Dominican Fr. Kevin O'Rourke, a moral theologian and expert on health care issues, died March 28 in Chicago. He was for many years the director of a center for medical ethics at St. Louis University.
O'Rourke, 85, is well remembered for his public position on the controversy surrounding Terri Schiavo in 2005: He argued for the removal of a feeding tube from the profoundly disabled Schiavo on grounds that the treatment was useless and burdensome.
On many end-of-life issues, he took conservative positions but did not hesitate to deviate from operative norms when he thought there was strong reason for clearer thinking. O'Rourke questioned the legitimacy of the excommunication of Sr. Margaret McBride in 2010 in connection with the much-discussed case of an abortion she approved at St. Joseph in Phoenix.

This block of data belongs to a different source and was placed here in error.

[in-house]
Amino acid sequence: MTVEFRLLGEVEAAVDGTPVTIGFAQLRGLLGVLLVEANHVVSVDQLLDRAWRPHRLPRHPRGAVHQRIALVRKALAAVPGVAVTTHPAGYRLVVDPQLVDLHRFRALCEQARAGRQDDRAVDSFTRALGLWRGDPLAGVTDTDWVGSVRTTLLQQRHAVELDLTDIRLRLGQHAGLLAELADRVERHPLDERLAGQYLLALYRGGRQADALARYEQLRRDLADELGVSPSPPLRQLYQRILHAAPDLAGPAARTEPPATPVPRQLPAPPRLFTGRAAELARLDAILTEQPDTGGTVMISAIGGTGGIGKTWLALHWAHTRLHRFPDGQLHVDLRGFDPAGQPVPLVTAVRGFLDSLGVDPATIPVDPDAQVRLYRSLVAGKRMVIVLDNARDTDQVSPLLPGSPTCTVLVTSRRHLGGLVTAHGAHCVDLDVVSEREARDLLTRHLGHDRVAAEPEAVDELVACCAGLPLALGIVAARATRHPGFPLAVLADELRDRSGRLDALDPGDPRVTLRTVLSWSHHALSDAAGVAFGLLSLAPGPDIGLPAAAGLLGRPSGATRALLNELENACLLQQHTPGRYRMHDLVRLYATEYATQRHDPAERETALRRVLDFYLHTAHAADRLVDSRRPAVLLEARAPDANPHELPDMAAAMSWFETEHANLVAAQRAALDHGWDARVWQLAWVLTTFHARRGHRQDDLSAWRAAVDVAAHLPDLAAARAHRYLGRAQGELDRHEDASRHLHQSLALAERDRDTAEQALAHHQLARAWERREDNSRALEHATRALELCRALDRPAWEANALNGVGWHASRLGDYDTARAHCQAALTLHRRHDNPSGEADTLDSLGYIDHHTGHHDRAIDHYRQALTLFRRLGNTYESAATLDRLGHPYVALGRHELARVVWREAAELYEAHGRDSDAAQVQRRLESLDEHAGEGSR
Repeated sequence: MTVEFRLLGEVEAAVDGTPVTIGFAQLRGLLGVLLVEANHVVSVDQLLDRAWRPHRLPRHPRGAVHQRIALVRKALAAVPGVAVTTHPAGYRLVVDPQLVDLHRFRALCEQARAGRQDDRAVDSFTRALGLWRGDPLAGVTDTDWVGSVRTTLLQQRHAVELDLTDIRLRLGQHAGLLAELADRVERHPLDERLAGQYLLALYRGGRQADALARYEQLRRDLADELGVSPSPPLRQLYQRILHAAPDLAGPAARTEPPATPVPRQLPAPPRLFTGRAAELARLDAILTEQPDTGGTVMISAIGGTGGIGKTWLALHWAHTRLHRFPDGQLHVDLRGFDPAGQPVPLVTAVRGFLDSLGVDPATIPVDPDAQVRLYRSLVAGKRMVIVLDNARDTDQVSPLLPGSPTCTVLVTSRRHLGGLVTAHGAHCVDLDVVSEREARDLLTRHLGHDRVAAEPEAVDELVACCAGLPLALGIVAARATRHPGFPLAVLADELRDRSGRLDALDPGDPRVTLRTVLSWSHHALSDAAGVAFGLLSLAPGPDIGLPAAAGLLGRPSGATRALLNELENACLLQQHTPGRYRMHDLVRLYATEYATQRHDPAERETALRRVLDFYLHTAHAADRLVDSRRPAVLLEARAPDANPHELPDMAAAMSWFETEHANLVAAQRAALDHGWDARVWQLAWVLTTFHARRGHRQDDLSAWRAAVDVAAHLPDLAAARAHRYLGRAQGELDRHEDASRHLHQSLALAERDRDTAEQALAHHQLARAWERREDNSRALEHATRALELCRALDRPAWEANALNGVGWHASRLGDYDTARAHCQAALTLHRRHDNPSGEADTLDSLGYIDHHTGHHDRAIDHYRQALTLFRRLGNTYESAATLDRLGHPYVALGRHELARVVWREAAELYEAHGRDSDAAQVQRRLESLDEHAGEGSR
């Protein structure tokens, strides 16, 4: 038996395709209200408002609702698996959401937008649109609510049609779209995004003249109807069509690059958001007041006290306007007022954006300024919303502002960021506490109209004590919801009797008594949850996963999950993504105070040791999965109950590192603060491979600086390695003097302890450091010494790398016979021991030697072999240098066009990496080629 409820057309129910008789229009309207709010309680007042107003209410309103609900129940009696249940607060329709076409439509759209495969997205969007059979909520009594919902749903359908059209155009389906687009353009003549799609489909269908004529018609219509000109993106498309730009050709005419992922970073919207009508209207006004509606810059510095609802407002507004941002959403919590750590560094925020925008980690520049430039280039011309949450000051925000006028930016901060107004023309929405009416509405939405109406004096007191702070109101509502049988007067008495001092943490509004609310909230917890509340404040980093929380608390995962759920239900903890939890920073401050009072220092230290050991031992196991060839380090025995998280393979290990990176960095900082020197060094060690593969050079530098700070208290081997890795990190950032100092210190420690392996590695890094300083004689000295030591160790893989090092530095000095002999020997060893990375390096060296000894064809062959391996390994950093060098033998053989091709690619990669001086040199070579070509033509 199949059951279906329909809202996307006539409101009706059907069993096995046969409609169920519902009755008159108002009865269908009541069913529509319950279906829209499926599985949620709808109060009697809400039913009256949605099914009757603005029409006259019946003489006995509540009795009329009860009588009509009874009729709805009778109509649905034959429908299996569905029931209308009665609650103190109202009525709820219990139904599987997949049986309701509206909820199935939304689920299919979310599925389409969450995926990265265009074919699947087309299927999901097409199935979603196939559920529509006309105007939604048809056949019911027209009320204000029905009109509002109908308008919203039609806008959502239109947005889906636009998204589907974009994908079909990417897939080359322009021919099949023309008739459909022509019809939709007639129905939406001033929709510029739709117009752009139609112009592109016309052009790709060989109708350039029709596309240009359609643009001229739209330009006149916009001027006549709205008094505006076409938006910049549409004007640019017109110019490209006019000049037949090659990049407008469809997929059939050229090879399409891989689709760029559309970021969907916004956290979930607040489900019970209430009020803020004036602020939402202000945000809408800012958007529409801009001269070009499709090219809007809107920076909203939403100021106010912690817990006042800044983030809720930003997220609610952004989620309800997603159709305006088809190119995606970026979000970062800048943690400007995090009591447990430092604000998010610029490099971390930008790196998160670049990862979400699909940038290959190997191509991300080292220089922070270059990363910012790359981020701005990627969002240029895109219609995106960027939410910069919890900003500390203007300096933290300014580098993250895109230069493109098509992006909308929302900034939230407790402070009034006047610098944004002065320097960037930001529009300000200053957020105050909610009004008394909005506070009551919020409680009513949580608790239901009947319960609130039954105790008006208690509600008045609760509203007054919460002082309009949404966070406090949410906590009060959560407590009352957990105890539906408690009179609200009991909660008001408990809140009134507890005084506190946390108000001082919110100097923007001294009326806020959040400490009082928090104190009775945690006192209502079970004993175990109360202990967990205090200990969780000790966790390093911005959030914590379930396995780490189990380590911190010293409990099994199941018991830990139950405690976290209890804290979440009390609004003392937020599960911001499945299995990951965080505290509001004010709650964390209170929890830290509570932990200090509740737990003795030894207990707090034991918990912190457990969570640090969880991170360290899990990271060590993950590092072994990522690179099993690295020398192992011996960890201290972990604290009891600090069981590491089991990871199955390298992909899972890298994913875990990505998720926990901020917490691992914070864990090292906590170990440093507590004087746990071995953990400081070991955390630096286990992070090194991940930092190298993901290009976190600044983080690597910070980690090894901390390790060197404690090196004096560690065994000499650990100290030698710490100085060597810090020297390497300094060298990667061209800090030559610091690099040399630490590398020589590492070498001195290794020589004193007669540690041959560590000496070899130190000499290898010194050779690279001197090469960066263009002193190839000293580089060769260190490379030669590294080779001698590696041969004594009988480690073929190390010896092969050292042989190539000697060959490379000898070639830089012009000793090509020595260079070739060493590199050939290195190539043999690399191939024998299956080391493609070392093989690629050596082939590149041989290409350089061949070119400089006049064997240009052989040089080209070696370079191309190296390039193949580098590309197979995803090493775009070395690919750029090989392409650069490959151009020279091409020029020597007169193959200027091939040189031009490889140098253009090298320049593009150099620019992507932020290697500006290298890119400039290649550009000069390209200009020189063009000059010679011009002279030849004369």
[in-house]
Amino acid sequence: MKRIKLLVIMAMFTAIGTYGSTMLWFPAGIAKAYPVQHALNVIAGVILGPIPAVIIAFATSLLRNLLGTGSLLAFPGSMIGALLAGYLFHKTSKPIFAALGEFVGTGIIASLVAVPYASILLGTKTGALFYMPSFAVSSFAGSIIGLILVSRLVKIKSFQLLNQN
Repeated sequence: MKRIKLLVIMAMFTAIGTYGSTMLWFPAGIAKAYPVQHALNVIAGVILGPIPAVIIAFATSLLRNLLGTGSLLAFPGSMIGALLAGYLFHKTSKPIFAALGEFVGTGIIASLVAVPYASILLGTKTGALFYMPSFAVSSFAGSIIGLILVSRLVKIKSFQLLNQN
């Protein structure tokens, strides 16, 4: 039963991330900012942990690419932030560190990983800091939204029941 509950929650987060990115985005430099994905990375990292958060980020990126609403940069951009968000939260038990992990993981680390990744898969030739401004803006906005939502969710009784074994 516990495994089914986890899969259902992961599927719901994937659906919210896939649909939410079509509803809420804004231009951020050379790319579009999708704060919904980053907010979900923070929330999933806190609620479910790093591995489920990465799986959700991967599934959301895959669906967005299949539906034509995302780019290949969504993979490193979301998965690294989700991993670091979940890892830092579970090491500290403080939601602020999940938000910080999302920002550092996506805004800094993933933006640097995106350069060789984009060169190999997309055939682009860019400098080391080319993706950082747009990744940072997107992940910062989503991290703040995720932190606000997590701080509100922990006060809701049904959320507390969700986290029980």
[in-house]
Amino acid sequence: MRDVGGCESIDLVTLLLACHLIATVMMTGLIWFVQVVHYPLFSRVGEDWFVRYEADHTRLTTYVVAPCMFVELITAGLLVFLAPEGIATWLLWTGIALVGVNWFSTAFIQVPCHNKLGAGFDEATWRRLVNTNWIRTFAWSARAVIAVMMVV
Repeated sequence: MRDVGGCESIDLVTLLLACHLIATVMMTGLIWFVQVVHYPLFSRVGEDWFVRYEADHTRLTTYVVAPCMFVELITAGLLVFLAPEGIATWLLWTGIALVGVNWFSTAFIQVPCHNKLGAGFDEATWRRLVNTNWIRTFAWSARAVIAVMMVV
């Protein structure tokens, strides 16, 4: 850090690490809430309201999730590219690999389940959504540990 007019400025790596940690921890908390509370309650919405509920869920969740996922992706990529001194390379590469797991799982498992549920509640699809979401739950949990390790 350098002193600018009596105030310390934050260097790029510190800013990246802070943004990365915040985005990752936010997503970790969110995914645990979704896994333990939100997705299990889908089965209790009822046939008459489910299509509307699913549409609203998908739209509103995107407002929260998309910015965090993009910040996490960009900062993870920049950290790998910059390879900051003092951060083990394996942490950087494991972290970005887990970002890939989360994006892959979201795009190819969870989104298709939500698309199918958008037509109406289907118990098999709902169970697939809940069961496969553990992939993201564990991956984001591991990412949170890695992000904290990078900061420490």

In an article in America magazine, he wondered if Bishop Thomas Olmsted and his advisers clearly established that a direct abortion was performed.
Commentaries on this canon stress that the people concerned must knowingly and willingly violate the canon. Did the people involved in the Phoenix case, mother, ethics committee members, or medical personnel, act deliberately? Did they set out knowingly and willingly to violate Canon 1398?
Or was their primary intention to save the woman's life?